Ai Weiwei Absent (艾未未‧缺席), the appropriately titled exhibition currently on view at the Taipei Fine Arts Museum (TFAM), is the best show of the Chinese artist’s work you are likely see in Taipei for at least the next few years. Unfortunately, the displayed works reveal little about why he has become one of the world’s most important and respected artists.
The target of a renewed crackdown on dissent, Ai’s vocal critique of the Chinese Communist Party over the past few years has been met with surveillance, harassment, beatings, detentions and the destruction of his studio in Shanghai. Arrested in April on what human rights activists say were trumped up charges of tax evasion, he was released on bail in June, reportedly with the caveat that he doesn’t speak about his detention or leave Beijing. Hence the “absent” of TFAM’s title.
There is, however, a less noticeable but perhaps more sinister absence in this show. Ai’s social sculptures and virtual performance works, both of which seek to abolish the line separating his personal and public lives and engage the public in his work through social media (blogs, Twitter), are nowhere to be found.
It’s an interesting omission because these are the very projects that have gotten Ai in the most trouble with Chinese authorities. Oddly, staff at TFAM say that Ai chose the works on display himself, with the majority coming from his Beijing studio. Has an icon for the merging of art with activism, aesthetics and politics been muzzled? Almost certainly not. But if the TFAM show is anything to go by, he has been muted.
The retrospective covers photography from his early period in New York and Beijing’s East Village, as well as recent sculptures, installations and video work. Though there is no overriding theme, it does offer a worthwhile, albeit neutered, survey of his oeuvre.
What: Ai Weiwei Absent (艾未未‧缺席)
When: Until Jan. 29. Open Tuesdays to Sundays from 9:30am to 5:30pm and until 8:30pm on Saturdays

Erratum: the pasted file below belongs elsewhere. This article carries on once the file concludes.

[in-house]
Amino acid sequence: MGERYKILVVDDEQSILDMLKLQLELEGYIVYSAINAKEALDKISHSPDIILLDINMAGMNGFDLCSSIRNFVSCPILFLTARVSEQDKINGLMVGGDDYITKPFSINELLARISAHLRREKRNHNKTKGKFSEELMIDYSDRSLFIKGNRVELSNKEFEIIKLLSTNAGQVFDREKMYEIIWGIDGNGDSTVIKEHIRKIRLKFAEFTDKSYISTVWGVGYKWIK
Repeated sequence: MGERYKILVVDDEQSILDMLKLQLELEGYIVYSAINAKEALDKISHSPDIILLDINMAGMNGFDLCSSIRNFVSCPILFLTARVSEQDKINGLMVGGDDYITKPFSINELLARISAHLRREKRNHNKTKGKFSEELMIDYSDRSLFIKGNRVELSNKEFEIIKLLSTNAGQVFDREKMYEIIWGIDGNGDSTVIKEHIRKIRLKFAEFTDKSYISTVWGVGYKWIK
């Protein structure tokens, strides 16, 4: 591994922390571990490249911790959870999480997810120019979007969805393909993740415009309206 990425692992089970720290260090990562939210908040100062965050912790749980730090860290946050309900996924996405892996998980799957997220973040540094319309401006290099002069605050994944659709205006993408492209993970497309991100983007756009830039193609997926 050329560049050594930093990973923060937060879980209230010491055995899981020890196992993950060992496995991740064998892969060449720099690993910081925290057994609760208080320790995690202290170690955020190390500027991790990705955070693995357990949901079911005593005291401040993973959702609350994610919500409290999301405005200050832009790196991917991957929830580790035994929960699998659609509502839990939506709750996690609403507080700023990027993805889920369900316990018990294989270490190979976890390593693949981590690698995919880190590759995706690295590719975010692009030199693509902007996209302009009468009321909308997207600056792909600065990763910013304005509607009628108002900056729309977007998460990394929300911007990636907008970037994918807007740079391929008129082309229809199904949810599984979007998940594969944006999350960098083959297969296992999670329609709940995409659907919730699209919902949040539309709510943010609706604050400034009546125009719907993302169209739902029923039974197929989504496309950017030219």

Where: Taipei Fine Arts Museum (TFAM, 台北市立美術館), 181, Zhongshan N Rd Sec 3, Taipei City (台北市中山北路三段181號), tel: (02) 2595-7656
On the Net: www.tfam.museum
The two sections on Ai’s photography — 100 photos, amounting to almost half the exhibition — deserve the closest scrutiny, because they foreshadow his later work.
The 50 black-and-white images collected in Ai’s New York Period (紐約時期, 1983 to 1993), reveal the young artist to be an intrepid and sympathetic documenter of street scenes in the tradition of early Robert Frank. Images of homeless people living underground are placed alongside photos of protesters getting bashed around by police. Other photos draw attention to Ai’s early artistic influences. In one he stands beside a picture of Andy Warhol. Another shows him staring at a work by Marcel Duchamp, while a third depicts Ai’s Profile of Duchamp, Sunflower Seeds (1983), an early sculpture that is both a bow to the master of the readymade and a progenitor of Ai’s Sunflower Seeds (2010), a massive carpet of 100 million hand-painted porcelain sunflower seeds he created for Tate Modern’s Turbine Hall in London.
Ai maintained his passion for documentation after he returned to Beijing in 1993, settling in what came to be known as Beijing East Village (北京東村), a collaborative of hard-hitting avant-garde performance artists, painters, sculptors and photographers that he records in the second series of photographs on display.
The community’s raucous atmosphere is aptly summarized by the photos Ai took of Zhang Huan’s 65 Kilograms, a performance art piece for which the artist strapped himself to a ceiling naked and bled onto a mattress below. It is perhaps inevitable that in the radical atmosphere of the collective’s performance art — Ma Liuming (馬六明) walking naked along the Great Wall or, later, Zhu Yu (朱昱) cooking and eating what he said was a human fetus — Ai developed an antagonistic and combative style.